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SALT LAKE CITY — By the time Eric Paschall drained a 3-pointer with 6.6 seconds left in the first half, giving him 16 points on the night, the thought was probably already cemented in many Jazz fans' minds: This guy should get more time.
Paschall, the 6-foot-6 bulky forward, was sensational in Utah's loss to Cleveland Wednesday, especially in the first half. He attacked the much taller Jarret Allen and Evan Mobley time and again, and finished over them every time. He was a perfect 7 of 7 from the field in the opening half, capping it off with the late corner 3-pointer.
With a COVID-19 outbreak spreading among the Jazz, Paschall has received heavy minutes in three games over the last week. In those contests, he's averaged 20 points on 58% shooting and has provided Utah with a much-needed spark.
"You see the impact, playing with energy," teammate Jordan Clarkson said. "You see some good stuff defensively, rebounding and making shots. And he plays super hard. I think he's been super great with what's been going on, and I'm happy for him."
It's been a roller coaster year when it comes to playing time for Paschall. He started the year in Utah's rotation and averaged 15 minutes per game in the first 14 games of the year. Since Rudy Gay returned from injury, however, Paschall has only seen a few minutes here and there. That is, until this last week.
As more and more players went out due to positive COVID-19 tests, Paschall has been thrust into a bigger role. He scored 29 points against Toronto Friday and then 13 points in Utah's loss to Detroit Monday. Then came his aggressive 16-point first half against Cleveland Thursday night.
His impact begs the question: Should he keep getting minutes when everyone gets healthy?
"I'm pleased with how Eric's playing and the energy that he's bringing to the game," Jazz coach Quin Snyder said when asked that question. "You can feel him when he's on the court — and that's a compliment to how hard he plays. So it's always good to see another guy (playing well)."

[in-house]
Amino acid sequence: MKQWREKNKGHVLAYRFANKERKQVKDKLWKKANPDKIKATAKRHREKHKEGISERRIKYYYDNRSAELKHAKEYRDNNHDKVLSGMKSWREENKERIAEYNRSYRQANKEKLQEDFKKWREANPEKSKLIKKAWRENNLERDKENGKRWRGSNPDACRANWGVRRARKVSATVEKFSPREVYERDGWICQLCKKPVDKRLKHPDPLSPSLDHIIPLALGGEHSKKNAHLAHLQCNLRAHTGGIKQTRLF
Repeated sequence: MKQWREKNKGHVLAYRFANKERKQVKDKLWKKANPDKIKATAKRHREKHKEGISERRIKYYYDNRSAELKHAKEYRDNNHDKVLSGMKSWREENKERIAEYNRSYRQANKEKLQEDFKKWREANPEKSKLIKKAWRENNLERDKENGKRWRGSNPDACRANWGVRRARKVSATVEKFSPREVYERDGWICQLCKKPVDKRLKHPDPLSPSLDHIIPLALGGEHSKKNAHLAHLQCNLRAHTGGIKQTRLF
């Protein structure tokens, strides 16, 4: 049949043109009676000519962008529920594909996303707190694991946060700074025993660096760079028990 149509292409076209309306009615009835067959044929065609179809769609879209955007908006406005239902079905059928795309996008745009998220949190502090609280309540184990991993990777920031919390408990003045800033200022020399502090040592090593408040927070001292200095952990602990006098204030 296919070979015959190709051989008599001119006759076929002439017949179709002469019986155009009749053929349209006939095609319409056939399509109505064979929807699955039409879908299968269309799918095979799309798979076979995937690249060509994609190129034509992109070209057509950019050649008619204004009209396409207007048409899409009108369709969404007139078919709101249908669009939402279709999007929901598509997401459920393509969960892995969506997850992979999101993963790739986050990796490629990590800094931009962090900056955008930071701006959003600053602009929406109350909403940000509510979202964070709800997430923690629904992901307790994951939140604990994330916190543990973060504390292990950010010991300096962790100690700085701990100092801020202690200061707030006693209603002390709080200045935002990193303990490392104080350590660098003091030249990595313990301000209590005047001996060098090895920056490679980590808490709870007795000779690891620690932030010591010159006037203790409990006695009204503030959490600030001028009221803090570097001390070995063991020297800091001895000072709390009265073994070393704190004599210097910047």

That doesn't exactly answer the question, but at the very least Paschall has given Snyder some things to think about.
Snyder went on down the list, naming all the things Paschall has done well. They included:
- Reads on catch-and-shoot 3-pointers
- How he's attack off the dribble
- Getting to and finishing at the rim
- Playing under control
He's earned the praise of his coaches and teammates, but does that mean a permanent spot going forward? Maybe; maybe not. The Jazz have had a fairly set rotation of centers and forward with Rudy Gobert, Hassan Whiteside, Bojan Bogdanovic, Royce O'Neale and Rudy Gay; it's hard to break into that. The Jazz aren't about to go to an 11- or 12-man rotation, either.
If anything, Paschall has shown he can be a weapon against certain teams and certain lineups. Allen and Mobley are both good rim protectors; yet, Paschall was able to finish through them. He used hesitation moves and ball fakes to get them off balance and then went right into their chest.
"I'm trying to use my strength and quickness, ball handling, just throw them off balance and explode to the rim," Paschall said. "That's pretty much it."
Sounds simple enough, but it's something that is unique to Paschall among Jazz players. He's probably the best straight-line driver and finisher of any Utah big, and his strength allows him to play bigger than his size.
Will he be great against someone like Golden State's Draymond Green? Probably not. But against some of the backup bigs in spot minutes, he has shown he can give the Jazz a different look and be effective, too — more effective than Whiteside or Gay?
That's the big question.
"I think the most important thing is that he's playing well," Snyder said. "He's played well both when he's been 'at the four' or tonight, more at the five."